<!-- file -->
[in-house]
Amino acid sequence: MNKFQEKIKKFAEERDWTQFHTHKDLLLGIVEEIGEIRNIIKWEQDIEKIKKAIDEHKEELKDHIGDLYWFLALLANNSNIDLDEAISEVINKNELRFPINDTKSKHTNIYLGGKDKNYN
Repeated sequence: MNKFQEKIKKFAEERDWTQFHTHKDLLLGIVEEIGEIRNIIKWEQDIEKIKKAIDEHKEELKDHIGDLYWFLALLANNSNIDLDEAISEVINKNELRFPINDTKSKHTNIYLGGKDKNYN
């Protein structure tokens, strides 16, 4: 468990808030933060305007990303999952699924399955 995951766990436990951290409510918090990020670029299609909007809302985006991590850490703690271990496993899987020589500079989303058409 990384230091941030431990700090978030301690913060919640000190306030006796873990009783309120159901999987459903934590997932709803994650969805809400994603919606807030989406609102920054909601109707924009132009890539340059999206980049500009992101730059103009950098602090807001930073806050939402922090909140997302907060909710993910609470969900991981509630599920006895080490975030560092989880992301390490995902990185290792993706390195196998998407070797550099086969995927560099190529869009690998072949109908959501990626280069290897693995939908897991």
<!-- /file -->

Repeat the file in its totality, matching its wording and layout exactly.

[in-house]
Amino acid sequence: MNKFQEKIKKFAEERDWTQFHTHKDLLLGIVEEIGEIRNIIKWEQDIEKIKKAIDEHKEELKDHIGDLYWFLALLANNSNIDLDEAISEVINKNELRFPINDTKSKHTNIYLGGKDKNYN
Repeated sequence: MNKFQEKIKKFAEERDWTQFHTHKDLLLGIVEEIGEIRNIIKWEQDIEKIKKAIDEHKEELKDHIGDLYWFLALLANNSNIDLDEAISEVINKNELRFPINDTKSKHTNIYLGGKDKNYN
């Protein structure tokens, strides 16, 4: 468990808030933060305007990303999952699924399955 995951766990436990951290409510918090990020670029299609909007809302985006991590850490703690271990496993899987020589500079989303058409 990384230091941030431990700090978030301690913060919640000190306030006796873990009783309120159901999987459903934590997932709803994650969805809400994603919606807030989406609102920054909601109707924009132009890539340059999206980049500009992101730059103009950098602090807001930073806050939402922090909140997302907060909710993910609470969900991981509630599920006895080490975030560092989880992301390490995902990185290792993706390195196998998407070797550099086969995927560099190529869009690998072949109908959501990626280069290897693995939908897991």